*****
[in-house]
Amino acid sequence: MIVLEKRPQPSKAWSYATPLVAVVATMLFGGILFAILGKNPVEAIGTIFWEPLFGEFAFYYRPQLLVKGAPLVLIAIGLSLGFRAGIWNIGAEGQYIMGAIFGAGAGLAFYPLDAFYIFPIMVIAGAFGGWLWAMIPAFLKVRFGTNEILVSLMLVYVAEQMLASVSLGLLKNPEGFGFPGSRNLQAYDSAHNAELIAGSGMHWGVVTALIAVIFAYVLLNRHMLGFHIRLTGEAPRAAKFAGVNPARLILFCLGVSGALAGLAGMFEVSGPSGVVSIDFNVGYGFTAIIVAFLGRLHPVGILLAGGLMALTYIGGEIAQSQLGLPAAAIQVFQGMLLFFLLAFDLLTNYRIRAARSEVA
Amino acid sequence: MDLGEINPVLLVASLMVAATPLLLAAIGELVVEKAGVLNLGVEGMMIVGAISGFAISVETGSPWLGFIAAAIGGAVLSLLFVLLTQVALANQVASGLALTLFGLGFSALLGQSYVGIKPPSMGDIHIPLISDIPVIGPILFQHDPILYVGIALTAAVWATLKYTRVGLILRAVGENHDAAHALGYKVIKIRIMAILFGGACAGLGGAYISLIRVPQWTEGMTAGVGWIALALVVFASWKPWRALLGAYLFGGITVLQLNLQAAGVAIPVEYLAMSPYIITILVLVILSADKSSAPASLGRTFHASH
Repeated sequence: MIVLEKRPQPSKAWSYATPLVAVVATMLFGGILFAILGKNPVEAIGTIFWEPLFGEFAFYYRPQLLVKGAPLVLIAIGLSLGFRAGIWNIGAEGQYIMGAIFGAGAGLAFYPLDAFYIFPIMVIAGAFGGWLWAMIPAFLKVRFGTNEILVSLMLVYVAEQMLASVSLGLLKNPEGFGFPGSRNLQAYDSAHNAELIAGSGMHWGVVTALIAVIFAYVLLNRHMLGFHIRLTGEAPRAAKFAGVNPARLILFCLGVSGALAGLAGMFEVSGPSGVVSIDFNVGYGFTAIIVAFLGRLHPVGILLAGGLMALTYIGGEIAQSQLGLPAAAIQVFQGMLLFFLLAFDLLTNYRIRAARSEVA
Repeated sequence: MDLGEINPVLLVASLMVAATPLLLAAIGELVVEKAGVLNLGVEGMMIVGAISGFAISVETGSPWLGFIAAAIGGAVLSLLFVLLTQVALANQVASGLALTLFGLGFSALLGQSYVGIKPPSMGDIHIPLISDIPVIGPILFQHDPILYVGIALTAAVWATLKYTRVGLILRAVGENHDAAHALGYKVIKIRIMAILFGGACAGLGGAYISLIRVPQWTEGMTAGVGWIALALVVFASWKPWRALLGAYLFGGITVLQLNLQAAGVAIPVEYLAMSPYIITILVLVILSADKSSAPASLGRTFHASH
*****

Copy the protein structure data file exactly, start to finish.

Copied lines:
[in-house]
Amino acid sequence: MIVLEKRPQPSKAWSYATPLVAVVATMLFGGILFAILGKNPVEAIGTIFWEPLFGEFAFYYRPQLLVKGAPLVLIAIGLSLGFRAGIWNIGAEGQYIMGAIFGAGAGLAFYPLDAFYIFPIMVIAGAFGGWLWAMIPAFLKVRFGTNEILVSLMLVYVAEQMLASVSLGLLKNPEGFGFPGSRNLQAYDSAHNAELIAGSGMHWGVVTALIAVIFAYVLLNRHMLGFHIRLTGEAPRAAKFAGVNPARLILFCLGVSGALAGLAGMFEVSGPSGVVSIDFNVGYGFTAIIVAFLGRLHPVGILLAGGLMALTYIGGEIAQSQLGLPAAAIQVFQGMLLFFLLAFDLLTNYRIRAARSEVA
Amino acid sequence: MDLGEINPVLLVASLMVAATPLLLAAIGELVVEKAGVLNLGVEGMMIVGAISGFAISVETGSPWLGFIAAAIGGAVLSLLFVLLTQVALANQVASGLALTLFGLGFSALLGQSYVGIKPPSMGDIHIPLISDIPVIGPILFQHDPILYVGIALTAAVWATLKYTRVGLILRAVGENHDAAHALGYKVIKIRIMAILFGGACAGLGGAYISLIRVPQWTEGMTAGVGWIALALVVFASWKPWRALLGAYLFGGITVLQLNLQAAGVAIPVEYLAMSPYIITILVLVILSADKSSAPASLGRTFHASH
Repeated sequence: MIVLEKRPQPSKAWSYATPLVAVVATMLFGGILFAILGKNPVEAIGTIFWEPLFGEFAFYYRPQLLVKGAPLVLIAIGLSLGFRAGIWNIGAEGQYIMGAIFGAGAGLAFYPLDAFYIFPIMVIAGAFGGWLWAMIPAFLKVRFGTNEILVSLMLVYVAEQMLASVSLGLLKNPEGFGFPGSRNLQAYDSAHNAELIAGSGMHWGVVTALIAVIFAYVLLNRHMLGFHIRLTGEAPRAAKFAGVNPARLILFCLGVSGALAGLAGMFEVSGPSGVVSIDFNVGYGFTAIIVAFLGRLHPVGILLAGGLMALTYIGGEIAQSQLGLPAAAIQVFQGMLLFFLLAFDLLTNYRIRAARSEVA
Repeated sequence: MDLGEINPVLLVASLMVAATPLLLAAIGELVVEKAGVLNLGVEGMMIVGAISGFAISVETGSPWLGFIAAAIGGAVLSLLFVLLTQVALANQVASGLALTLFGLGFSALLGQSYVGIKPPSMGDIHIPLISDIPVIGPILFQHDPILYVGIALTAAVWATLKYTRVGLILRAVGENHDAAHALGYKVIKIRIMAILFGGACAGLGGAYISLIRVPQWTEGMTAGVGWIALALVVFASWKPWRALLGAYLFGGITVLQLNLQAAGVAIPVEYLAMSPYIITILVLVILSADKSSAPASLGRTFHASH